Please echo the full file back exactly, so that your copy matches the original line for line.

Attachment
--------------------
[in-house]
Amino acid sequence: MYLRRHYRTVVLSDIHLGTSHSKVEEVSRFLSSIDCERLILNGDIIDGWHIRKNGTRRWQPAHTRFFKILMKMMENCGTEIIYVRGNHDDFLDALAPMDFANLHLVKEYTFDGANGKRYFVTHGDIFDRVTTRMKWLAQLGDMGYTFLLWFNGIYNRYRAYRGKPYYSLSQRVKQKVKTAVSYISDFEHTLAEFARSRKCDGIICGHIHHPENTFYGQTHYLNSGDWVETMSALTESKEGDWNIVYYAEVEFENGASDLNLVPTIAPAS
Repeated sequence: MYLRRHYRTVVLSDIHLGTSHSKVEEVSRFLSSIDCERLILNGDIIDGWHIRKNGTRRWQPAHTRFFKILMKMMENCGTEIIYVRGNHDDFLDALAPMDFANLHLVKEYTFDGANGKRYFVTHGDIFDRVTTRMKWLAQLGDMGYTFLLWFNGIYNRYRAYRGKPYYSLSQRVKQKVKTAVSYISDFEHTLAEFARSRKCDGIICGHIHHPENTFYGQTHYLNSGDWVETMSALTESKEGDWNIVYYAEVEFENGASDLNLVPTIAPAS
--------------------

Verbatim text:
[in-house]
Amino acid sequence: MYLRRHYRTVVLSDIHLGTSHSKVEEVSRFLSSIDCERLILNGDIIDGWHIRKNGTRRWQPAHTRFFKILMKMMENCGTEIIYVRGNHDDFLDALAPMDFANLHLVKEYTFDGANGKRYFVTHGDIFDRVTTRMKWLAQLGDMGYTFLLWFNGIYNRYRAYRGKPYYSLSQRVKQKVKTAVSYISDFEHTLAEFARSRKCDGIICGHIHHPENTFYGQTHYLNSGDWVETMSALTESKEGDWNIVYYAEVEFENGASDLNLVPTIAPAS
Repeated sequence: MYLRRHYRTVVLSDIHLGTSHSKVEEVSRFLSSIDCERLILNGDIIDGWHIRKNGTRRWQPAHTRFFKILMKMMENCGTEIIYVRGNHDDFLDALAPMDFANLHLVKEYTFDGANGKRYFVTHGDIFDRVTTRMKWLAQLGDMGYTFLLWFNGIYNRYRAYRGKPYYSLSQRVKQKVKTAVSYISDFEHTLAEFARSRKCDGIICGHIHHPENTFYGQTHYLNSGDWVETMSALTESKEGDWNIVYYAEVEFENGASDLNLVPTIAPAS